Book Review: The Drowning Kind by Jennifer McMahon
By Angie BarryApril 1, 2021
The Drowning Kind by Jennifer McMahon is a haunting, twisty, and compulsively readable modern-day ghost story about a woman who returns to the old family home after her sister mysteriously drowns in its swimming pool—but she’s not the pool’s only victim.
Social worker Jax has learned to ignore her sister when she’s in the grip of a manic episode. After a lifetime of being dragged down by Lexie’s destructive mental illness, she’s been forced to draw hard, uncrossable lines between them. When she finds nine increasingly frantic messages on her answering machine, Jax assumes Lexie has simply gone off her medication again.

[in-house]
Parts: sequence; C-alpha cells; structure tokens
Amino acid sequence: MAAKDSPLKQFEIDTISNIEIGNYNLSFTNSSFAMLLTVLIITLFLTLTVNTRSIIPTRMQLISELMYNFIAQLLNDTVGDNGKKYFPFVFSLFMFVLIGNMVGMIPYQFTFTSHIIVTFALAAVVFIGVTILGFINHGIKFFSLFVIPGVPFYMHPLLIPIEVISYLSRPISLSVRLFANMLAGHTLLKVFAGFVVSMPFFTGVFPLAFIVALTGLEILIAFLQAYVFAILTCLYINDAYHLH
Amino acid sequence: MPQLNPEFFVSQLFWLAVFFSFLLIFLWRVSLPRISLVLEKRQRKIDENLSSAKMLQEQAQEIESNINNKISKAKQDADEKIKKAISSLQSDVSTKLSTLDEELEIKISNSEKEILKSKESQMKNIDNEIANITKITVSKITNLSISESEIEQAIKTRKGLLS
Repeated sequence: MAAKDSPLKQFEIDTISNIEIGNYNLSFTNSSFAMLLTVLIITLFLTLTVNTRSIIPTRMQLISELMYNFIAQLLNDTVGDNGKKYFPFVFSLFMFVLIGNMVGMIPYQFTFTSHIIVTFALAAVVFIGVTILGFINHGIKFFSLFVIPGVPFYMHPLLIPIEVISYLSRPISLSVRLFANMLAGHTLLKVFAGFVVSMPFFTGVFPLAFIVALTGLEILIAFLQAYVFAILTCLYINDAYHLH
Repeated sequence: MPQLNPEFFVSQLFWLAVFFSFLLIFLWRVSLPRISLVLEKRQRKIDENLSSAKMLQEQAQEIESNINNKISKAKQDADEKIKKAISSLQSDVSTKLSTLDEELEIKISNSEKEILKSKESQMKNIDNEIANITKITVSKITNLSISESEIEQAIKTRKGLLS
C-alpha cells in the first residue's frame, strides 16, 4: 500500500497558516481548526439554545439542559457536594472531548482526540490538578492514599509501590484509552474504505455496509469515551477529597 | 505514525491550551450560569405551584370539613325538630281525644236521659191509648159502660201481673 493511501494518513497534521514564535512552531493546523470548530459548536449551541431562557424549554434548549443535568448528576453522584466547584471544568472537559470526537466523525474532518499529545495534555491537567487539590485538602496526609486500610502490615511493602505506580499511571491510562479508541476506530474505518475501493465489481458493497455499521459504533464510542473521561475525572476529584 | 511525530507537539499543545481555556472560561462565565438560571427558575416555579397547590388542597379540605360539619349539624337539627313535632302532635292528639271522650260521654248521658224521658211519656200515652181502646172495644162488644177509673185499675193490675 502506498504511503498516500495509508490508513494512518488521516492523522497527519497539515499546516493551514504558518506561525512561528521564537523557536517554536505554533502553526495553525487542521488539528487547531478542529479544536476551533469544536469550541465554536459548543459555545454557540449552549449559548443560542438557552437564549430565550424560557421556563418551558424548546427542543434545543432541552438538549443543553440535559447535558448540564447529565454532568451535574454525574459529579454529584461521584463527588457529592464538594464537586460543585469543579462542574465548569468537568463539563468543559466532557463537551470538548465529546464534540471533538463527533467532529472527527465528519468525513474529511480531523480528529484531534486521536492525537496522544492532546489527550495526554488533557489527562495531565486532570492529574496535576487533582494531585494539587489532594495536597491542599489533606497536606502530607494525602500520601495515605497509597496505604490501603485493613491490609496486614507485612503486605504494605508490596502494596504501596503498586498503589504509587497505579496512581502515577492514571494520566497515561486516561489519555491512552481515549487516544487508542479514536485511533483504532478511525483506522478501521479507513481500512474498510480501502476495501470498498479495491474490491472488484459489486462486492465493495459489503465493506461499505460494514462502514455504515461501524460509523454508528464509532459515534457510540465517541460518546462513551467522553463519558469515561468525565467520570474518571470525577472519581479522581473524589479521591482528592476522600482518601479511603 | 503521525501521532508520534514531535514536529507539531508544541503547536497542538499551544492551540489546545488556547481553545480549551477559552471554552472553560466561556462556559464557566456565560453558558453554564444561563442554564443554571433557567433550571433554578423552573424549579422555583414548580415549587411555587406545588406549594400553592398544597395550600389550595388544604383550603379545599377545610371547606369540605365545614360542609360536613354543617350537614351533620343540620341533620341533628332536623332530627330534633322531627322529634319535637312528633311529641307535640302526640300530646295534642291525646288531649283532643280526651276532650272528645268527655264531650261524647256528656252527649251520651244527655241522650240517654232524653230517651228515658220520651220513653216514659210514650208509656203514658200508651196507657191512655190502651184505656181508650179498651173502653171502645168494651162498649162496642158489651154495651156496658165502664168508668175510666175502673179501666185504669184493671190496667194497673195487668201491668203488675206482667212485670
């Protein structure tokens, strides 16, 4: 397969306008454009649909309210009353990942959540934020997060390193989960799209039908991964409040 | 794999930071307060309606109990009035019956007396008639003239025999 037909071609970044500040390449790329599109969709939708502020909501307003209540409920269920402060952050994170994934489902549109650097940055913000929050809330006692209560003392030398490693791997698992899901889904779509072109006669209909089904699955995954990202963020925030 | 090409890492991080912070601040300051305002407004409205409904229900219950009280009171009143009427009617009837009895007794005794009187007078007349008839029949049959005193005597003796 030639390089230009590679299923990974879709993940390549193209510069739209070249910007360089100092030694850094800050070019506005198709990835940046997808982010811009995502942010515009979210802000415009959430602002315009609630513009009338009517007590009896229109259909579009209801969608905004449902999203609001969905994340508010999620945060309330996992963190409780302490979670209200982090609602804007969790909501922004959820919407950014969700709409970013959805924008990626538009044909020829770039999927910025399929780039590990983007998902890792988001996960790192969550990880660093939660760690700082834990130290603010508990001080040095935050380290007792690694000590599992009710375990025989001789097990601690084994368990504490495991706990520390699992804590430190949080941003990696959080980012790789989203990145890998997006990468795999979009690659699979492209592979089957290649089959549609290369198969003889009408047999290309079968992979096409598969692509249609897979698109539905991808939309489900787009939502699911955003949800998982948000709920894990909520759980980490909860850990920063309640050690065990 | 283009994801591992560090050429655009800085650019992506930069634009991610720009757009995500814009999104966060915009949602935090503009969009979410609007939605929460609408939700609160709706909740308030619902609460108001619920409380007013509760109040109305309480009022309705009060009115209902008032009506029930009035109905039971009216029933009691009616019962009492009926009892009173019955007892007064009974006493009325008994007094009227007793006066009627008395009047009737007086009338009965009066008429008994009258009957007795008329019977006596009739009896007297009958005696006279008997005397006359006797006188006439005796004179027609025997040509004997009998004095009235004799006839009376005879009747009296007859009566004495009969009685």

But within hours, Lexie is dead, drowned in the peculiar spring-fed pool at their grandmother’s house, and Jax is forced to face old family secrets as she dives into the truth behind her sister’s death. The truth behind the seemingly miraculous—or cursed—springs.
I picked up one of Lexie’s journal entries:
How much has been redacted from the carefully curated version of our story?
The story of we. The story of us. The story of THIS PLACE! The story of THE SPRINGS!
GRAM KNEW! Gram knew the truth and said nothing.
Another paper held all of the details Lexie had been able to find out about Rita’s drowning.
Facts I know about Rita’s death:
Rita was 7 years old.
Mom was 10. Diane was 13.
Gram found Rita FLOATING facedown in the pool that morning. Rita was wearing her nightgown.